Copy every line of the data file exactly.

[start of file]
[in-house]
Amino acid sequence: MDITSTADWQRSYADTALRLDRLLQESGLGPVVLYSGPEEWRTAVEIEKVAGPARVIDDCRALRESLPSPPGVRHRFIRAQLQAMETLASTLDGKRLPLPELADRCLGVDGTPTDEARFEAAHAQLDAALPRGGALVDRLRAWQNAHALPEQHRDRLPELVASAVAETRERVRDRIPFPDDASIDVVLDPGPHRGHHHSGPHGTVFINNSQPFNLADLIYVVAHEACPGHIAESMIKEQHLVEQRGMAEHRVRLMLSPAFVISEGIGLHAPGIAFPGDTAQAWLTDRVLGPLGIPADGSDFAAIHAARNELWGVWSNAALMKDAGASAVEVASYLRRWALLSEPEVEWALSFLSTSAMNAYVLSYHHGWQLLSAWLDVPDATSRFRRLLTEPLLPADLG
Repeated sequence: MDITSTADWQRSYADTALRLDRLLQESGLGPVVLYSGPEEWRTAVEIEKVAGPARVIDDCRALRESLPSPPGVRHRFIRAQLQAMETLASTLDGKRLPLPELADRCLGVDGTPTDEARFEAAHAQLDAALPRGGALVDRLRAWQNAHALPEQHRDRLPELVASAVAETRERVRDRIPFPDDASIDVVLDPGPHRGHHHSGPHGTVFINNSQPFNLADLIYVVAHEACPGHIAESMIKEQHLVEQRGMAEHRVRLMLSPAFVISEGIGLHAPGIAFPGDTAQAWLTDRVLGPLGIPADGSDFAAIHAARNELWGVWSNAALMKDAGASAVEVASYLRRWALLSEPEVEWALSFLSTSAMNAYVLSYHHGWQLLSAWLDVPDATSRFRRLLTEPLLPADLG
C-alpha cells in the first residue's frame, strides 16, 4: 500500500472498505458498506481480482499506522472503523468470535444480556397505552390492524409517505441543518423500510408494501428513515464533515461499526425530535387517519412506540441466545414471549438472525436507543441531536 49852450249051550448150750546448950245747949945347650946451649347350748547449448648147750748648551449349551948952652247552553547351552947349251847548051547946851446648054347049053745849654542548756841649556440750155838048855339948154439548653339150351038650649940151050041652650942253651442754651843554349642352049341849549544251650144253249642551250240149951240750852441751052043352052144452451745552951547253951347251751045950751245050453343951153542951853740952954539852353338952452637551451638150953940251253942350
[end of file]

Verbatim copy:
[in-house]
Amino acid sequence: MDITSTADWQRSYADTALRLDRLLQESGLGPVVLYSGPEEWRTAVEIEKVAGPARVIDDCRALRESLPSPPGVRHRFIRAQLQAMETLASTLDGKRLPLPELADRCLGVDGTPTDEARFEAAHAQLDAALPRGGALVDRLRAWQNAHALPEQHRDRLPELVASAVAETRERVRDRIPFPDDASIDVVLDPGPHRGHHHSGPHGTVFINNSQPFNLADLIYVVAHEACPGHIAESMIKEQHLVEQRGMAEHRVRLMLSPAFVISEGIGLHAPGIAFPGDTAQAWLTDRVLGPLGIPADGSDFAAIHAARNELWGVWSNAALMKDAGASAVEVASYLRRWALLSEPEVEWALSFLSTSAMNAYVLSYHHGWQLLSAWLDVPDATSRFRRLLTEPLLPADLG
Repeated sequence: MDITSTADWQRSYADTALRLDRLLQESGLGPVVLYSGPEEWRTAVEIEKVAGPARVIDDCRALRESLPSPPGVRHRFIRAQLQAMETLASTLDGKRLPLPELADRCLGVDGTPTDEARFEAAHAQLDAALPRGGALVDRLRAWQNAHALPEQHRDRLPELVASAVAETRERVRDRIPFPDDASIDVVLDPGPHRGHHHSGPHGTVFINNSQPFNLADLIYVVAHEACPGHIAESMIKEQHLVEQRGMAEHRVRLMLSPAFVISEGIGLHAPGIAFPGDTAQAWLTDRVLGPLGIPADGSDFAAIHAARNELWGVWSNAALMKDAGASAVEVASYLRRWALLSEPEVEWALSFLSTSAMNAYVLSYHHGWQLLSAWLDVPDATSRFRRLLTEPLLPADLG
C-alpha cells in the first residue's frame, strides 16, 4: 500500500472498505458498506481480482499506522472503523468470535444480556397505552390492524409517505441543518423500510408494501428513515464533515461499526425530535387517519412506540441466545414471549438472525436507543441531536 49852450249051550448150750546448950245747949945347650946451649347350748547449448648147750748648551449349551948952652247552553547351552947349251847548051547946851446648054347049053745849654542548756841649556440750155838048855339948154439548653339150351038650649940151050041652650942253651442754651843554349642352049341849549544251650144253249642551250240149951240750852441751052043352052144452451745552951547253951347251751045950751245050453343951153542951853740952954539852353338952452637551451638150953940251253942350